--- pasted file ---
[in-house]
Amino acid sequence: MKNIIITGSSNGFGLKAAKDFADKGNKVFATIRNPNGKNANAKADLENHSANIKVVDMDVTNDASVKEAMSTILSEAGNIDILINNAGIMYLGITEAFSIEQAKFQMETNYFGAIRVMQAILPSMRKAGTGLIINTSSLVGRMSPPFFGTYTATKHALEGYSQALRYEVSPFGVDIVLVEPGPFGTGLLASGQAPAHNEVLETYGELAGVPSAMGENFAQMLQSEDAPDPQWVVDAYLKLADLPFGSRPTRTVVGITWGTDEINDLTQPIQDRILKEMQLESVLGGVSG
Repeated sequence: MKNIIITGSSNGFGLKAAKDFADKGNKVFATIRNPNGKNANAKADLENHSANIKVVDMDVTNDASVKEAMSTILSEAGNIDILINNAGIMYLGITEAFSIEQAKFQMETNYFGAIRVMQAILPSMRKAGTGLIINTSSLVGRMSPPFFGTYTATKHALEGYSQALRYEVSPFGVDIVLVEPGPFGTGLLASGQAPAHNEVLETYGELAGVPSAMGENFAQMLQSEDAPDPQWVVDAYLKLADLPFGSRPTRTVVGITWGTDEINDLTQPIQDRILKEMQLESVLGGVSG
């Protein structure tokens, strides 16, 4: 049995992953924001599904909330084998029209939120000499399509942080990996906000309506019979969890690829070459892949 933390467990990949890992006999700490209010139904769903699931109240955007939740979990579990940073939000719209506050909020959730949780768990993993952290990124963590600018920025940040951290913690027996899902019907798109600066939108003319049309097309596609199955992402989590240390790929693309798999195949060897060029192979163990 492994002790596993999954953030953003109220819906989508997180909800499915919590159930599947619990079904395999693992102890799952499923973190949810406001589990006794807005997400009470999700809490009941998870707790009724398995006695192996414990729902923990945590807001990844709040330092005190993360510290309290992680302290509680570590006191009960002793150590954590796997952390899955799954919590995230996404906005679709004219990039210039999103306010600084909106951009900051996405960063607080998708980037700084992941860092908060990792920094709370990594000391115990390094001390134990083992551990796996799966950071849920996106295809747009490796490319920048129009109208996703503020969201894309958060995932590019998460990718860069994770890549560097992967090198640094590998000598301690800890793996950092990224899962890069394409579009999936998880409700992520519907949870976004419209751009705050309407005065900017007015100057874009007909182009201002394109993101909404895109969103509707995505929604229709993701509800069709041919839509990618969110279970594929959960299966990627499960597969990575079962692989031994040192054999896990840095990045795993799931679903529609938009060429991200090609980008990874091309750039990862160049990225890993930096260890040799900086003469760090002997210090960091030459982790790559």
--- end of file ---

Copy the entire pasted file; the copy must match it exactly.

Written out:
[in-house]
Amino acid sequence: MKNIIITGSSNGFGLKAAKDFADKGNKVFATIRNPNGKNANAKADLENHSANIKVVDMDVTNDASVKEAMSTILSEAGNIDILINNAGIMYLGITEAFSIEQAKFQMETNYFGAIRVMQAILPSMRKAGTGLIINTSSLVGRMSPPFFGTYTATKHALEGYSQALRYEVSPFGVDIVLVEPGPFGTGLLASGQAPAHNEVLETYGELAGVPSAMGENFAQMLQSEDAPDPQWVVDAYLKLADLPFGSRPTRTVVGITWGTDEINDLTQPIQDRILKEMQLESVLGGVSG
Repeated sequence: MKNIIITGSSNGFGLKAAKDFADKGNKVFATIRNPNGKNANAKADLENHSANIKVVDMDVTNDASVKEAMSTILSEAGNIDILINNAGIMYLGITEAFSIEQAKFQMETNYFGAIRVMQAILPSMRKAGTGLIINTSSLVGRMSPPFFGTYTATKHALEGYSQALRYEVSPFGVDIVLVEPGPFGTGLLASGQAPAHNEVLETYGELAGVPSAMGENFAQMLQSEDAPDPQWVVDAYLKLADLPFGSRPTRTVVGITWGTDEINDLTQPIQDRILKEMQLESVLGGVSG
């Protein structure tokens, strides 16, 4: 049995992953924001599904909330084998029209939120000499399509942080990996906000309506019979969890690829070459892949 933390467990990949890992006999700490209010139904769903699931109240955007939740979990579990940073939000719209506050909020959730949780768990993993952290990124963590600018920025940040951290913690027996899902019907798109600066939108003319049309097309596609199955992402989590240390790929693309798999195949060897060029192979163990 492994002790596993999954953030953003109220819906989508997180909800499915919590159930599947619990079904395999693992102890799952499923973190949810406001589990006794807005997400009470999700809490009941998870707790009724398995006695192996414990729902923990945590807001990844709040330092005190993360510290309290992680302290509680570590006191009960002793150590954590796997952390899955799954919590995230996404906005679709004219990039210039999103306010600084909106951009900051996405960063607080998708980037700084992941860092908060990792920094709370990594000391115990390094001390134990083992551990796996799966950071849920996106295809747009490796490319920048129009109208996703503020969201894309958060995932590019998460990718860069994770890549560097992967090198640094590998000598301690800890793996950092990224899962890069394409579009999936998880409700992520519907949870976004419209751009705050309407005065900017007015100057874009007909182009201002394109993101909404895109969103509707995505929604229709993701509800069709041919839509990618969110279970594929959960299966990627499960597969990575079962692989031994040192054999896990840095990045795993799931679903529609938009060429991200090609980008990874091309750039990862160049990225890993930096260890040799900086003469760090002997210090960091030459982790790559």